ing training in enterprises) and has been working on occupational and training standardsduring the last 3 years.

  • vi

    The authors wish to acknowledge the formal peer review and comment by RobertMansfield from the United Kingdom (Prime Research and Development), VictoriaCaprini from Romania (Council for Occupational Standards and AssessmentCOSA),and Toby Linden (World Bank), all of whom provided invaluable advice and assistanceon multiple drafts of the paper. In addition, the authors would like to thank the manyothers who provided informal but valuable input and advice, including HermannSchmidt from Germany (former Director of the Federal Institute for Vocational Educa-tion/Bundesinstitut fr BerufsbildungBiBB), Robert Norton from the United States(Center on Education and Training for Employment, the Ohio State University), andThomas Schroder from the European Union-European Training Foundation (ETF) inItaly. The authors also recognize the informal input, on the initial presentation of thispaper, from participants at the ETF-sponsored MASREG [Eastern Mediterranean]conference in Egypt, and the Multilateral Conference in Turin. For the ERIC Clearing-house, Susan Imel coordinated publication development and Sandra Kerka edited andformatted the manuscript.

    This project has been funded at least in part with Federal funds from the U.S. Depart-ment of Education under Contract No. ED-99-CO-0013. The content of this publicationdoes not necessarily reflect the views or policies of the U.S. Department of Education nordoes mention of trade names, commercial products, or organizations imply endorsementby the U.S. Government.

  • vii

    Executive SummaryExecutive SummaryExecutive SummaryExecutive SummaryExecutive Summary

    Occupational and training standards have economic and social outcomes and benefits.The link between human capital investment and productivity is well documented in whatis an increasing technological workplace, as are the linkages between the level of educa-tion and training, employment, wages, poverty, social inclusion, and cohesion. Individu-als with low educational levels need opportunities to improve their human capital if theyare to improve wages and their economic status and be able to engage more fully in civilsociety.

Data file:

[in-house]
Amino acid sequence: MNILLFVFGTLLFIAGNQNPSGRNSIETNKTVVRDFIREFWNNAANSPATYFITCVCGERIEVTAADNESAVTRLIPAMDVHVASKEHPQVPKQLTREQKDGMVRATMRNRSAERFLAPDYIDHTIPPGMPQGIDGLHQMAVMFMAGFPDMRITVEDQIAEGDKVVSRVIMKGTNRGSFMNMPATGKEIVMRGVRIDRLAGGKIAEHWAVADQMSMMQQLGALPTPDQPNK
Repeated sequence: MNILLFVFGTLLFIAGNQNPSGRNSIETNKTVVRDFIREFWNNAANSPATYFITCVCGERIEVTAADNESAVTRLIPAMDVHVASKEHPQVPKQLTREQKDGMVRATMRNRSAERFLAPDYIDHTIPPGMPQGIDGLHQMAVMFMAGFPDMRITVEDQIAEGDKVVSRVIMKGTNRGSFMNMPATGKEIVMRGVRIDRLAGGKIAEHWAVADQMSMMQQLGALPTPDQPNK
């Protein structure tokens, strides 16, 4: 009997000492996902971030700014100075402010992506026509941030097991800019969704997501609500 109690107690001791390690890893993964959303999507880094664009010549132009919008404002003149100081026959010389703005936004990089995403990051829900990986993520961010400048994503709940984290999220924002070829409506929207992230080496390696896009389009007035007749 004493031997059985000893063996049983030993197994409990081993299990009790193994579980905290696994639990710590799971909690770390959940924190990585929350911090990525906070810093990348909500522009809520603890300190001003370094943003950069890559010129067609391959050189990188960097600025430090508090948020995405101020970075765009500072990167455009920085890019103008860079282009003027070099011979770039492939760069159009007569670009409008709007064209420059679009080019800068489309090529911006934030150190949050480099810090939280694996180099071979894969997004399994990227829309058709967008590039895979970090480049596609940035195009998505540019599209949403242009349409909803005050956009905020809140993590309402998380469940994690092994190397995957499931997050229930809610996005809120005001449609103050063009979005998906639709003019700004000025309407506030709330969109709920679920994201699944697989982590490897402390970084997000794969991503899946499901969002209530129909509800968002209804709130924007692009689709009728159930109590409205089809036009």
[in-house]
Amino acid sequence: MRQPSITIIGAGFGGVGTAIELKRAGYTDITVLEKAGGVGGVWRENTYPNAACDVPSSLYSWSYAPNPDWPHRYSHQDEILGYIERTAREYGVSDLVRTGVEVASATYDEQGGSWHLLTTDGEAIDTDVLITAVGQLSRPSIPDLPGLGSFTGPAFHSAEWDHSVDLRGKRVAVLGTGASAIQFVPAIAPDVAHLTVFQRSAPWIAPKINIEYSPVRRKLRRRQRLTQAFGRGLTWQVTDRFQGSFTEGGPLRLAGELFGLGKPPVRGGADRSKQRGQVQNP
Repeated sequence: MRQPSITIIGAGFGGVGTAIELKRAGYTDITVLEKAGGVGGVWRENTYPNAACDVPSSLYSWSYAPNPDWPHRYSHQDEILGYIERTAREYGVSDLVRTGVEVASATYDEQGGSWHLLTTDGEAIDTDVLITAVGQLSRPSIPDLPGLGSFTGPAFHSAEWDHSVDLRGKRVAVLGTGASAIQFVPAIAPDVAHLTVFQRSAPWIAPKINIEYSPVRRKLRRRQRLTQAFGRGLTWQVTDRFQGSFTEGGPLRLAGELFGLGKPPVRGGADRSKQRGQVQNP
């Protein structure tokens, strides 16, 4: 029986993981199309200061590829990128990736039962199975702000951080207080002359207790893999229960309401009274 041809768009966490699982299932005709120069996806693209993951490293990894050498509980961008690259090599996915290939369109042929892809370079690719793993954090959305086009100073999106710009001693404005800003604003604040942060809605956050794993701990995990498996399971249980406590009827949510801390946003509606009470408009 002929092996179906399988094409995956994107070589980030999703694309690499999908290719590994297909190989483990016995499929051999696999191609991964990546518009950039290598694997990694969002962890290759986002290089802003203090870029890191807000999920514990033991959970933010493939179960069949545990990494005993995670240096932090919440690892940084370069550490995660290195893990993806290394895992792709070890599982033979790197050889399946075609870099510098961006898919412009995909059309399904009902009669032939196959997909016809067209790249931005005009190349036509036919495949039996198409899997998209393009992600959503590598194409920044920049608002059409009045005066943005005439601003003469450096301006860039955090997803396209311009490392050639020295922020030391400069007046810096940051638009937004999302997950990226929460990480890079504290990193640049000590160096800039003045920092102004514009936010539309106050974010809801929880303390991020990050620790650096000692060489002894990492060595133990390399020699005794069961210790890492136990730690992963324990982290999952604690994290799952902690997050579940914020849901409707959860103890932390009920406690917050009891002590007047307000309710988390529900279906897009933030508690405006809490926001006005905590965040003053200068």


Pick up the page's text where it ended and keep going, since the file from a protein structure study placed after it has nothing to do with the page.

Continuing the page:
Developing countries face a number of challenges, compared to developed countries, indesigning national occupational and training standards and related assessment systems.Developing countries need to select alternatives that are appropriate for local conditionsand that reflect the availability of resources to sustain the systems. A country may decideto start with pilot activities at the local level in high-priority occupations and sectors,then move to a national approach. Continued local development may lead to fragmenta-tion and duplication and may not promote internal and external labor mobility. Somenational leadership is needed.

    Stakeholdersincluding employers, professional associations, labor, and education andtraining institution representativesneed to be involved. Employer participation iscritical to ensure that the process is demand and output driven. Employer participationmay be difficult to maintain, particularly in countries where the informal and smallbusiness sector dominates. Multiple sources of labor market information should be usedto help define priorities for standards development. Medium-term qualitative employersurveys can provide economic and employment information in countries where othersources of data are not available.

    Occupational standards, or employment specifications, must be defined by employersfollowing procedures agreed upon by all stakeholders. Several approaches are used fordevelopment of these standards, and a country is advised to review each before beginningthe process. Developing countries should obtain occupational standards from otherdeveloped and developing countries for benchmarking purposes. A country may want toadapt selected standards for internal use, particularly those which are international inscope, to save resources, facilitate labor mobility, and promote inward investment. Assess-ments, or performance specifications, are used to evaluate and document what an indi-vidual can do as a result of formal or informal training. Training standards, or learningspecifications, are used to define curricula in training institutions. Leadership for design ofassessments and training standards can be from the training sector but the content mustbe based on occupational standards. These linkages are often weak in developing coun-tries.

    If a country decides to embark on development of national standards, stakeholder in-volvement must be formalized early in the process. Countries that embark on nationalstandards development need a long-term view as